A mesmerizing, if hermetic film by Alain Guiraudie, it comes preceded by its notorious sexually explicit gay sex scenes. It's supposed to be a thriller, but if so, it is more concerned with the mating habits of gay men cruising by a remote lake, than by the typical plot machinations of murder mysteries. I found Stranger By The Lake mostly tedious and repetitive, and I desperately wanted it to cut to the chase promised by the promise of a thriller, but it does have an obsessional quality that is hard to shake off. It's as if the film is like its characters, obsessed with the cruising ritual, dispassionate about meaningful emotional connections.
Guiraudie comes back again and again to the starting point. The first images are lovely and bracing. Franck, a very handsome young man, arrives in his car to look for men to fuck. There are naked men at the beach and naked men coming out of the evergreen woods as if they were creatures grazing in their rightful habitat. The leisurely scenes of nature, of naked men at ease, reminded me of earnest animal life documentaries without the voiceover.
In a few economic strokes Guiraudie introduces a small cast of characters. There's the guy who loudly asks where are the horny women, the paranoid guy who is obsessed with privacy, the nerdy perv who likes to watch. Yet there seems to be no real connection or camaraderie other than getting each other off and exchanging pleasantries. Even in the heat of Summer, and considering that they are there mostly for sex, the place seems oddly muted and cold.
An event stands out. Franck strikes up a conversation with Henri, a chubby loner who likes to sit away from everybody. Through the course of the movie they develop a friendship; the only relationship that has emotional dimension in the movie, and not coincidentally, one where there is no sex involved. But Franck has a crush on Michel, a textbook beefcake reminiscent of Tom Selleck, so hirsutely handsome as to be borderline ugly.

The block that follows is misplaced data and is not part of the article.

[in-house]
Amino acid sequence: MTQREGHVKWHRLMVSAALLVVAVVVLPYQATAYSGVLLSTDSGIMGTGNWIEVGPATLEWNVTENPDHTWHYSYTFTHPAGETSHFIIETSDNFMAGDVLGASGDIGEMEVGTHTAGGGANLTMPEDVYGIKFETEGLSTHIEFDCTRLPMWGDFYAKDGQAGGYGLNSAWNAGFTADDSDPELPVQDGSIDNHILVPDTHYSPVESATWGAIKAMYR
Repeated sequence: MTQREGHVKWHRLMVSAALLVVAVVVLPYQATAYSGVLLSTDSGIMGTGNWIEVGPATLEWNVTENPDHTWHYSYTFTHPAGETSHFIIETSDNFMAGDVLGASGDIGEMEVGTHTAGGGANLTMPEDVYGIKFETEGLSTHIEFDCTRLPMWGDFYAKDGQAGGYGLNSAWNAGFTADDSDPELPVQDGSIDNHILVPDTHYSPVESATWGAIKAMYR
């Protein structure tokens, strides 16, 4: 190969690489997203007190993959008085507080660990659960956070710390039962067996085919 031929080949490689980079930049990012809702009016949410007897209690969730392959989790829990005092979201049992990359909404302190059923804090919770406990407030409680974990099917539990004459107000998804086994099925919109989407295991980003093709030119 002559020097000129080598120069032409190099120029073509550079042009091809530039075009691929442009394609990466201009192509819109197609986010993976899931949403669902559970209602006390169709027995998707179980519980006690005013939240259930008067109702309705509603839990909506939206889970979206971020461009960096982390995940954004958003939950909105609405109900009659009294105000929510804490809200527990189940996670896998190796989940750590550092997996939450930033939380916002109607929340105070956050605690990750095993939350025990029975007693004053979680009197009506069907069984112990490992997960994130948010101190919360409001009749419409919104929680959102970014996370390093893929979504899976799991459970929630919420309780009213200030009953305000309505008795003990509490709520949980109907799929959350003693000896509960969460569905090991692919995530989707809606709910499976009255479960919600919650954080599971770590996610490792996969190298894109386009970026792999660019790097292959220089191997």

The problem with Guirardeau's dispassionate approach is that despite the scenes of graphic sex, which did not seem to me any different from run of the mill porn, we never really remotely feel Franck's longing. He claims to want this man but we don't see it happening. I thought of In The Mood For Love, a film that is about nothing but longing, and in which nothing happens, yet the feeling of repressed desire is intoxicating, because it is shown in myriad gestures. Here it is the opposite: every desire gets easily fulfilled, but the whole thing is as sexy as a piece of cardboard. Granted, I am not a constituent, but I'd be curious to know if gay men find this movie erotic. I found it anything but.
Because we never experience the frisson of Franck's obsession, and because the object of his affection is emotionally unappealing, I found it hard to relate to what happens next, which is an intellectual illustration of amour fou.
Guirardeau's conceit is that the fear of intimacy, the denial of an emotional bond between these men, the strict emphasis on sexual desire, results in behavior that is far more shocking than the sex itself. Suddenly a young man is gone, his towel and sneakers and car sit abandoned for days, and no one at the beach bothers to ask. Franck is more interested in having Michel all to himself, in spite of knowing that he is extremely bad news.
Guirardeau takes forever to sprinkle plot into his observational perch, but when he does, it comes in a few bold, effective strokes. A detective shows up, asking questions. Franck understands that his life is in jeopardy and still proceeds to engage in reckless and ultimately self-destructive mind games. He too, comes back again and again to a place of great risk, but he can't help it. He is head over heels, perhaps in love with desire itself, in love with danger, and with death itself.